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How to reach 100 not out

Who would have thought doing the Silly Walk created by John Cleese in Monty Python could hold the key to a happy and healthy life in your 90s and beyond?

According to Californian neuroscientist Michael Merzenich, making your body move in a new and complicated way each day will challenge your brain and help grow new synapses and neurons. And that can go a long way towards making you a happy and healthy centenarian.

Reaching 100 is becoming more commonplace around the globe. By 2020 there will be 12,000 Australians who live to a hundred and that figure is expected to blow out to 50,000 by 2050.

But living a long life is only good if it’s a healthy life. There’s no point your heart still beating if you have long lost both your mental and physical capabilities.

So what are the secrets to being a healthy and happy centenarian?

Mental agility

Aside from the Silly Walk, there are many mental activities that can help keep your brain sharp. Crosswords, sudoku, bridge, learning a language and even studying for a degree are all excellent brain workouts. The sports maxim “use it or lose it” rings true when you are looking at mental agility.

A positive attitude is also an important factor. The more optimistic you are about life, the happier and healthier you will be.

Lack of stress also plays its part so pursuing such activities as yoga can help keep you calm and help you towards a healthy long life.

But it’s not just your brain that you want to keep in good shape. You also need to be physically fit.

Physical health

The top tips most often mentioned for a long and healthy life are to avoid smoking, eat a balanced diet, drink in moderation and maintain a healthy weight range.

Keeping up physical activity is also important. Bowls, walking, the gym or swimming, for instance, all help to increase wellbeing.

Of course, the sooner you start these practices the better. It’s no good deciding at 80 that you are suddenly going to eat sensibly.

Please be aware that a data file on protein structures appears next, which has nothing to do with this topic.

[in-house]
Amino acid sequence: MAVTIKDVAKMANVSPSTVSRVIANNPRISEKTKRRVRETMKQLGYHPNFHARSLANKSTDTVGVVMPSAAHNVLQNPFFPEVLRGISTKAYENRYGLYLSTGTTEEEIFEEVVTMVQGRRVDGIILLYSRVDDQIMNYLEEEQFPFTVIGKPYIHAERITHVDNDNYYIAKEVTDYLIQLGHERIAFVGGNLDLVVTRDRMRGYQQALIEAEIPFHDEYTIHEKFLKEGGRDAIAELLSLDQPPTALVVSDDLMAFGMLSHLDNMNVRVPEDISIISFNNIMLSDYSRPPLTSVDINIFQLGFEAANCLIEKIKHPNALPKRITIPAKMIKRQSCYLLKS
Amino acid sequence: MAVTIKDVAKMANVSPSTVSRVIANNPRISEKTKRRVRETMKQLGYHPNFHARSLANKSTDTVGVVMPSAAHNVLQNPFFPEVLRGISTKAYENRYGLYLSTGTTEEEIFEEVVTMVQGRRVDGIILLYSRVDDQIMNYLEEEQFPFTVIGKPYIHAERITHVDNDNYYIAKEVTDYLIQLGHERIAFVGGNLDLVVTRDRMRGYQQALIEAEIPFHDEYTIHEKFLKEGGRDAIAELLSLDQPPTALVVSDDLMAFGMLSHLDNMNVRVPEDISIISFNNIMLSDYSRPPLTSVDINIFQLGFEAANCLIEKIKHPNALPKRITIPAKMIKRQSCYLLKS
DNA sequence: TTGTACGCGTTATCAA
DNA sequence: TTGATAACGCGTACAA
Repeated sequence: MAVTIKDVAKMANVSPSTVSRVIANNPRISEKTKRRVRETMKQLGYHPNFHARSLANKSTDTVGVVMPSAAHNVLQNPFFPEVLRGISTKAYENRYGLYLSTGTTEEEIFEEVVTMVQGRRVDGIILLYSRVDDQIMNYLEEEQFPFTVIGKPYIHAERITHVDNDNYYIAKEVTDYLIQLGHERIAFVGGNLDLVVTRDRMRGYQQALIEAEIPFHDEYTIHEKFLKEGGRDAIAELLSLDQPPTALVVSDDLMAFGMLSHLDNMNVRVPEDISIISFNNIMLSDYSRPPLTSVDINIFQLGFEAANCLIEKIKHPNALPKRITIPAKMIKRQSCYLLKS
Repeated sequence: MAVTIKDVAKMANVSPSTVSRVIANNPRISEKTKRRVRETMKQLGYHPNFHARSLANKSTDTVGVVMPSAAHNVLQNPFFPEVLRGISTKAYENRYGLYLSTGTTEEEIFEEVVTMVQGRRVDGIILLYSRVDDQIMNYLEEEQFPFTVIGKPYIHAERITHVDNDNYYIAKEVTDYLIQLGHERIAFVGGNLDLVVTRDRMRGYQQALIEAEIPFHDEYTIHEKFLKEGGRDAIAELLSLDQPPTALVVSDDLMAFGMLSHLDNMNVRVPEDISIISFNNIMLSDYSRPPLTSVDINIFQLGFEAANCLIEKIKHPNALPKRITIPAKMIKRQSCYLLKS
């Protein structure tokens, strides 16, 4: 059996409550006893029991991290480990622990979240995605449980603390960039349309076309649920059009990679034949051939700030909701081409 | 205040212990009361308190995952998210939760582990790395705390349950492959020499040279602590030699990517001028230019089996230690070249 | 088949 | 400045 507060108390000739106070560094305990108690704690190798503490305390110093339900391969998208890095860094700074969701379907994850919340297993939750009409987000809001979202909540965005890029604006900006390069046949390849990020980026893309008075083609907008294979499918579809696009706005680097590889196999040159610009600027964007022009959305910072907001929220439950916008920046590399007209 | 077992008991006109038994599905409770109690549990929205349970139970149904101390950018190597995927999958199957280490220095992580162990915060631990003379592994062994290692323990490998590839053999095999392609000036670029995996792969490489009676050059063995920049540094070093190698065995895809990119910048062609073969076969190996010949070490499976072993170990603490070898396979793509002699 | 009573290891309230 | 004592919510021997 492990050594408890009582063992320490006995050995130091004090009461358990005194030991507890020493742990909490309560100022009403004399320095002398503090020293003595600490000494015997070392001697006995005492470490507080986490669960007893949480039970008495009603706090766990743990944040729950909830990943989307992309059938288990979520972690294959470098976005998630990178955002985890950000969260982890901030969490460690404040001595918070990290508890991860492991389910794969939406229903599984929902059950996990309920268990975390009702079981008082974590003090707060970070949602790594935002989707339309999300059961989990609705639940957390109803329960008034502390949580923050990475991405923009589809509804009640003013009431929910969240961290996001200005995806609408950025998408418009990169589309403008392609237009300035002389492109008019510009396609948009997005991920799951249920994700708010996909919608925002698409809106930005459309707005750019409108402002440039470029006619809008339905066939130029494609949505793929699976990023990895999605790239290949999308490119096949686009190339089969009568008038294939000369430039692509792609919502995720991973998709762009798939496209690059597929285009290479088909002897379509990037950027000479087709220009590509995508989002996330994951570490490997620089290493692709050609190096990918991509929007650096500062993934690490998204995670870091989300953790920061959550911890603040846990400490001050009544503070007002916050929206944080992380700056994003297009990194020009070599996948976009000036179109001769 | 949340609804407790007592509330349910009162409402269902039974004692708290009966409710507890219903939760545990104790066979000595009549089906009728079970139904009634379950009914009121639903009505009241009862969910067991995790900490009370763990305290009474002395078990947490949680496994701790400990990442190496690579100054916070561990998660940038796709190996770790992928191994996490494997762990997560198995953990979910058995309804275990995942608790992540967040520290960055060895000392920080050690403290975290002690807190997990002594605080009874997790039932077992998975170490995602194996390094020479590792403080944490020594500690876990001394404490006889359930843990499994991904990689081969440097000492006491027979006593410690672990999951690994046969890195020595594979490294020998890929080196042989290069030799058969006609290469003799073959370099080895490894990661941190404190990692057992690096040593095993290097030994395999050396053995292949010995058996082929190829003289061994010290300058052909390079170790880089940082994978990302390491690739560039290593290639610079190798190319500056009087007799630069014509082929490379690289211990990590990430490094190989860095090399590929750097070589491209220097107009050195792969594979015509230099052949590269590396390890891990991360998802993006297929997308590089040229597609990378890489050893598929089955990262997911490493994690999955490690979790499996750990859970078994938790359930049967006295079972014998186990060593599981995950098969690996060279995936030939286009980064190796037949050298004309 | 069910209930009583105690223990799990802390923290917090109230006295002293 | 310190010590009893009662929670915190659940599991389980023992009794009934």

Eating less might also prove significant. In Okinawa in Japan, an island which has the highest percentage of centenarians in the world, the locals claim to stop eating once they feel 80 per cent full. Eating less means your metabolism has less work to do so this puts less long-term stress on your body.

Genetics also plays a major role. If your parents have lived to a ripe old age then you can probably expect to have a similar experience. And given advances in medicine, education about lifestyle choices, improved sanitation and disease control, it is likely you will live even longer.

A question of balance

One UK newspaper report listed 25 simple ways to extend your life and they were as simple as eating three walnuts a day, drinking tea rather than coffee and even balancing on one leg while getting dressed to strengthen your core.

Regular sex is also meant to help you live longer, according to a Welsh study that found not only will it extend your life but you could look up to seven years younger in the process!

Of course, if you are going to live to 100 it’s smart to make sure you have enough money to go the distance. Taking out an annuity (a regular payment until you die) with part of your retirement savings is one option that may provide you with peace of mind.

The Who may well have sung “hope I die before I get old” but if you plan your retirement successfully a long life can be a happy and healthy one.